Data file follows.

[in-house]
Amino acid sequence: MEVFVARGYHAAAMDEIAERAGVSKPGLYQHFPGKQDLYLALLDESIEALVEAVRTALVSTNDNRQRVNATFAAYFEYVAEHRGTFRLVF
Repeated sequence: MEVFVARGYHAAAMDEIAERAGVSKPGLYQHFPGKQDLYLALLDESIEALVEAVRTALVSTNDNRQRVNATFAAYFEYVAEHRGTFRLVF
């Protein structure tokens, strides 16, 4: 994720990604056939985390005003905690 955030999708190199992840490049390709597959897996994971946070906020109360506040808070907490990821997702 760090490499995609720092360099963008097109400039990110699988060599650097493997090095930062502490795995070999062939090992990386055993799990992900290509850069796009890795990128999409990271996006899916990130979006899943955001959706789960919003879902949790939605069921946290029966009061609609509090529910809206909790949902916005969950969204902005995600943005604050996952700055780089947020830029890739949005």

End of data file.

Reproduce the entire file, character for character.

[in-house]
Amino acid sequence: MEVFVARGYHAAAMDEIAERAGVSKPGLYQHFPGKQDLYLALLDESIEALVEAVRTALVSTNDNRQRVNATFAAYFEYVAEHRGTFRLVF
Repeated sequence: MEVFVARGYHAAAMDEIAERAGVSKPGLYQHFPGKQDLYLALLDESIEALVEAVRTALVSTNDNRQRVNATFAAYFEYVAEHRGTFRLVF
């Protein structure tokens, strides 16, 4: 994720990604056939985390005003905690 955030999708190199992840490049390709597959897996994971946070906020109360506040808070907490990821997702 760090490499995609720092360099963008097109400039990110699988060599650097493997090095930062502490795995070999062939090992990386055993799990992900290509850069796009890795990128999409990271996006899916990130979006899943955001959706789960919003879902949790939605069921946290029966009061609609509090529910809206909790949902916005969950969204902005995600943005604050996952700055780089947020830029890739949005």